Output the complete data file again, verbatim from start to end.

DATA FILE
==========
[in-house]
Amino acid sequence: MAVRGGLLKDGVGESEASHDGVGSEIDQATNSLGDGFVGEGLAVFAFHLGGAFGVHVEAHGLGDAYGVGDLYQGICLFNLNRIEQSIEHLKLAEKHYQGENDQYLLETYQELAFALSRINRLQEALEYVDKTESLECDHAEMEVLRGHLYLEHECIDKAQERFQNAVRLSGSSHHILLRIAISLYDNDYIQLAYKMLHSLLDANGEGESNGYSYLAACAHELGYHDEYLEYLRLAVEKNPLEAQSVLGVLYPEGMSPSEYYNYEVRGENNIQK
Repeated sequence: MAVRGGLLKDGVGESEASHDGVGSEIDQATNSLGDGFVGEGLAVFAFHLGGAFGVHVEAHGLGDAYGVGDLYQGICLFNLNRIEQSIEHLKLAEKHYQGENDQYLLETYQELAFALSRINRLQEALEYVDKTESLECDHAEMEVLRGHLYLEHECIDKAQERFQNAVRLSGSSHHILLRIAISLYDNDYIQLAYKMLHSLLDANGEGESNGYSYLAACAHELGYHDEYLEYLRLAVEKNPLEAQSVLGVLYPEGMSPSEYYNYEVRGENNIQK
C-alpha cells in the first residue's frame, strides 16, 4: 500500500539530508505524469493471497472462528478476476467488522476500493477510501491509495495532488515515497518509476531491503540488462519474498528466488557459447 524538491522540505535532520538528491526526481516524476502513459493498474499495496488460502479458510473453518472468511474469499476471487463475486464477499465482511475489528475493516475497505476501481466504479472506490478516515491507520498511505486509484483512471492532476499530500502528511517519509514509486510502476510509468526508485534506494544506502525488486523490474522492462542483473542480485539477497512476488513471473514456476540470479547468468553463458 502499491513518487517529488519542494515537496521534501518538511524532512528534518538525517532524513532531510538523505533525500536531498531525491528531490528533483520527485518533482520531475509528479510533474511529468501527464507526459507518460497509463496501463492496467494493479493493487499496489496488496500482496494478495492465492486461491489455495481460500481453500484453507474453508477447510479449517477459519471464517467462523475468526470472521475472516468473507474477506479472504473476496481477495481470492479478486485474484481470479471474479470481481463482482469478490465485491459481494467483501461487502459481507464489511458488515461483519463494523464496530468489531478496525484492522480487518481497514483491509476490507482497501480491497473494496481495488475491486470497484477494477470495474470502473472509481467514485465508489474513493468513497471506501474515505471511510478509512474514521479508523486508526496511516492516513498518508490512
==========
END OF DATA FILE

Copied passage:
[in-house]
Amino acid sequence: MAVRGGLLKDGVGESEASHDGVGSEIDQATNSLGDGFVGEGLAVFAFHLGGAFGVHVEAHGLGDAYGVGDLYQGICLFNLNRIEQSIEHLKLAEKHYQGENDQYLLETYQELAFALSRINRLQEALEYVDKTESLECDHAEMEVLRGHLYLEHECIDKAQERFQNAVRLSGSSHHILLRIAISLYDNDYIQLAYKMLHSLLDANGEGESNGYSYLAACAHELGYHDEYLEYLRLAVEKNPLEAQSVLGVLYPEGMSPSEYYNYEVRGENNIQK
Repeated sequence: MAVRGGLLKDGVGESEASHDGVGSEIDQATNSLGDGFVGEGLAVFAFHLGGAFGVHVEAHGLGDAYGVGDLYQGICLFNLNRIEQSIEHLKLAEKHYQGENDQYLLETYQELAFALSRINRLQEALEYVDKTESLECDHAEMEVLRGHLYLEHECIDKAQERFQNAVRLSGSSHHILLRIAISLYDNDYIQLAYKMLHSLLDANGEGESNGYSYLAACAHELGYHDEYLEYLRLAVEKNPLEAQSVLGVLYPEGMSPSEYYNYEVRGENNIQK
C-alpha cells in the first residue's frame, strides 16, 4: 500500500539530508505524469493471497472462528478476476467488522476500493477510501491509495495532488515515497518509476531491503540488462519474498528466488557459447 524538491522540505535532520538528491526526481516524476502513459493498474499495496488460502479458510473453518472468511474469499476471487463475486464477499465482511475489528475493516475497505476501481466504479472506490478516515491507520498511505486509484483512471492532476499530500502528511517519509514509486510502476510509468526508485534506494544506502525488486523490474522492462542483473542480485539477497512476488513471473514456476540470479547468468553463458 502499491513518487517529488519542494515537496521534501518538511524532512528534518538525517532524513532531510538523505533525500536531498531525491528531490528533483520527485518533482520531475509528479510533474511529468501527464507526459507518460497509463496501463492496467494493479493493487499496489496488496500482496494478495492465492486461491489455495481460500481453500484453507474453508477447510479449517477459519471464517467462523475468526470472521475472516468473507474477506479472504473476496481477495481470492479478486485474484481470479471474479470481481463482482469478490465485491459481494467483501461487502459481507464489511458488515461483519463494523464496530468489531478496525484492522480487518481497514483491509476490507482497501480491497473494496481495488475491486470497484477494477470495474470502473472509481467514485465508489474513493468513497471506501474515505471511510478509512474514521479508523486508526496511516492516513498518508490512